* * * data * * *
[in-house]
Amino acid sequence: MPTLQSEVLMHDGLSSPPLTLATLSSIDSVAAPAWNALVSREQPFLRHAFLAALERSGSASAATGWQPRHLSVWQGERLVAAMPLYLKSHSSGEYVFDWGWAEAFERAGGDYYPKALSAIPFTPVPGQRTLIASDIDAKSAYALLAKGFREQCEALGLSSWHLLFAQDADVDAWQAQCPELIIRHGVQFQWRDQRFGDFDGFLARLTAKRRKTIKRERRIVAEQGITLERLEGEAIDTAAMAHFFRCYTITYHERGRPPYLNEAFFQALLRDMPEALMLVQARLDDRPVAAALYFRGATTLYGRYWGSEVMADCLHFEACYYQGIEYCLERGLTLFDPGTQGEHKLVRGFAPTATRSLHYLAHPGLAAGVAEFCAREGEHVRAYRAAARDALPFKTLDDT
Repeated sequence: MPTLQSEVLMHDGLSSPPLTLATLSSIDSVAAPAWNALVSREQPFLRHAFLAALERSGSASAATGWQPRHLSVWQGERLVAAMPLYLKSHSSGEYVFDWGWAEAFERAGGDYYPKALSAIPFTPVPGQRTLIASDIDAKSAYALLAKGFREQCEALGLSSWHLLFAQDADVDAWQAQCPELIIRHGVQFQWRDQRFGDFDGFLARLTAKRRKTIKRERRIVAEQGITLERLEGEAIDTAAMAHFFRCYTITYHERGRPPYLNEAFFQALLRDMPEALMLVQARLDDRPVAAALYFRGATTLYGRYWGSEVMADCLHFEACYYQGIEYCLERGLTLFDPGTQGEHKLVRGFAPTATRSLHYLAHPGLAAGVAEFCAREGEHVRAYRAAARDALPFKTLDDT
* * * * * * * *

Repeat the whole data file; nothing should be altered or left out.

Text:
[in-house]
Amino acid sequence: MPTLQSEVLMHDGLSSPPLTLATLSSIDSVAAPAWNALVSREQPFLRHAFLAALERSGSASAATGWQPRHLSVWQGERLVAAMPLYLKSHSSGEYVFDWGWAEAFERAGGDYYPKALSAIPFTPVPGQRTLIASDIDAKSAYALLAKGFREQCEALGLSSWHLLFAQDADVDAWQAQCPELIIRHGVQFQWRDQRFGDFDGFLARLTAKRRKTIKRERRIVAEQGITLERLEGEAIDTAAMAHFFRCYTITYHERGRPPYLNEAFFQALLRDMPEALMLVQARLDDRPVAAALYFRGATTLYGRYWGSEVMADCLHFEACYYQGIEYCLERGLTLFDPGTQGEHKLVRGFAPTATRSLHYLAHPGLAAGVAEFCAREGEHVRAYRAAARDALPFKTLDDT
Repeated sequence: MPTLQSEVLMHDGLSSPPLTLATLSSIDSVAAPAWNALVSREQPFLRHAFLAALERSGSASAATGWQPRHLSVWQGERLVAAMPLYLKSHSSGEYVFDWGWAEAFERAGGDYYPKALSAIPFTPVPGQRTLIASDIDAKSAYALLAKGFREQCEALGLSSWHLLFAQDADVDAWQAQCPELIIRHGVQFQWRDQRFGDFDGFLARLTAKRRKTIKRERRIVAEQGITLERLEGEAIDTAAMAHFFRCYTITYHERGRPPYLNEAFFQALLRDMPEALMLVQARLDDRPVAAALYFRGATTLYGRYWGSEVMADCLHFEACYYQGIEYCLERGLTLFDPGTQGEHKLVRGFAPTATRSLHYLAHPGLAAGVAEFCAREGEHVRAYRAAARDALPFKTLDDT